A woman's face as received on 30-line television, c 1930s.
© Science Museum / Science & Society Picture Library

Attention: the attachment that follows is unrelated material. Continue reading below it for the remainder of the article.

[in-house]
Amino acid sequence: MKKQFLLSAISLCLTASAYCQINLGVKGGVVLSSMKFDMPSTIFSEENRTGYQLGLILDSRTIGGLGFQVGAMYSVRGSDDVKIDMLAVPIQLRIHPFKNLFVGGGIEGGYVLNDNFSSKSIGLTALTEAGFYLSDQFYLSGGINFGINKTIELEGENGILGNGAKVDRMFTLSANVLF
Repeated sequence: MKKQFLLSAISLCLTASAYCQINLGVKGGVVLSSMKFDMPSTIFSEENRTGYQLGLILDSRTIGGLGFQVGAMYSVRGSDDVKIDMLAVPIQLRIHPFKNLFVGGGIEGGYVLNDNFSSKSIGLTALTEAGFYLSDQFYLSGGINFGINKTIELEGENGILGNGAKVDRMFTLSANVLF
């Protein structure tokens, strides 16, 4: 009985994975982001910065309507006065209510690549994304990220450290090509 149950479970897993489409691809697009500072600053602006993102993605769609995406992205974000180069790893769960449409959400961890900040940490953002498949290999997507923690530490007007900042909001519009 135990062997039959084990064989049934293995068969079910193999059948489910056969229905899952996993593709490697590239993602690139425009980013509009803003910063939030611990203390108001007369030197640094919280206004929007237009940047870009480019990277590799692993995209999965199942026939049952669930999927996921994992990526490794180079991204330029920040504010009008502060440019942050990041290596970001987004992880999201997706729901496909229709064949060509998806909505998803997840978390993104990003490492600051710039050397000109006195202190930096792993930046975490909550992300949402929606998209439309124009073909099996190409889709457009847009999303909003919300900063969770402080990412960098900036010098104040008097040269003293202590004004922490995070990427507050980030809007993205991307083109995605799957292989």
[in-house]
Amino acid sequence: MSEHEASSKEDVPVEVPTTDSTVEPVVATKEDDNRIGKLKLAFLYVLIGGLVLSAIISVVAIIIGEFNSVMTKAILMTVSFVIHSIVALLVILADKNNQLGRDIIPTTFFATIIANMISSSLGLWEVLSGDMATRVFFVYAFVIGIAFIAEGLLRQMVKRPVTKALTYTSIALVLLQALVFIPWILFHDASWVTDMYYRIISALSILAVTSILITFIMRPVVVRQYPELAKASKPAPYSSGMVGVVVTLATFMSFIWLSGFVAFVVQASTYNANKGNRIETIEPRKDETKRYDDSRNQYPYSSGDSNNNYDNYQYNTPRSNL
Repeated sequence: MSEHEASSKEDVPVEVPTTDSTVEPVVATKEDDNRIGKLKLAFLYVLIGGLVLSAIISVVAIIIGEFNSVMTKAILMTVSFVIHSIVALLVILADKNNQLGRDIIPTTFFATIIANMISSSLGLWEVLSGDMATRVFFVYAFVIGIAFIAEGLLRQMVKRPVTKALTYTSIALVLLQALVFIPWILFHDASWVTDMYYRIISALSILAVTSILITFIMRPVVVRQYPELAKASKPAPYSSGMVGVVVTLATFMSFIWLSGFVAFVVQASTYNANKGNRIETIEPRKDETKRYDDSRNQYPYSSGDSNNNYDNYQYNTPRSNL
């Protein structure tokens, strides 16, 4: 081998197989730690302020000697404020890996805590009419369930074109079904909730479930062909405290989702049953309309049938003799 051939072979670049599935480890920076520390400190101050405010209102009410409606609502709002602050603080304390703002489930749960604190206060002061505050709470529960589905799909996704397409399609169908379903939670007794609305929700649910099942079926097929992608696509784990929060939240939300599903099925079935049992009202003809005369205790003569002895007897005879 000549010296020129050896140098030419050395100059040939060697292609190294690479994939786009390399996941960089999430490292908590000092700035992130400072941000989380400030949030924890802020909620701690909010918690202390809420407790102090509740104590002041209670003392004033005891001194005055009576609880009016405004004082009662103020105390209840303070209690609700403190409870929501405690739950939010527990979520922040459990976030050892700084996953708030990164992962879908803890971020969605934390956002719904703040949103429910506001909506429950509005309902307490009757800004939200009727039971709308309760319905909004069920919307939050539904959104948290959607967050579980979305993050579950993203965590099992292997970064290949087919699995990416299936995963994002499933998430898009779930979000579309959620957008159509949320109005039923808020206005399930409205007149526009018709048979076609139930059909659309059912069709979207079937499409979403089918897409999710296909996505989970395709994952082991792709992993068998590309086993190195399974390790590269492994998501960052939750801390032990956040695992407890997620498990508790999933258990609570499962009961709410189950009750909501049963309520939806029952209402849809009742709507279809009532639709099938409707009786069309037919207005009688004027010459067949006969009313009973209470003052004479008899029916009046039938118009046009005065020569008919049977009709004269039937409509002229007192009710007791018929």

John Logie Baird (1888-1946), the Scottish television pioneer, produced the first widely available television sets in 1930, about the same time that the BBC began regular television broadcasts. Until the mid 1930s, transmisions were made only up to 30 line definition using the regular medium wave (AM) band, which could be received in the UK and parts of Europe. However, rapid progres in electronic technology and the invention of the 'Emitron' camera tube by EMI in 1935, scanning on up to 405 lines, soon made Baird's 30 line mechanical system obsolete. The first scheduled electronic broadcasts were made from the new London Television Station at Alexandra Palace in 1936.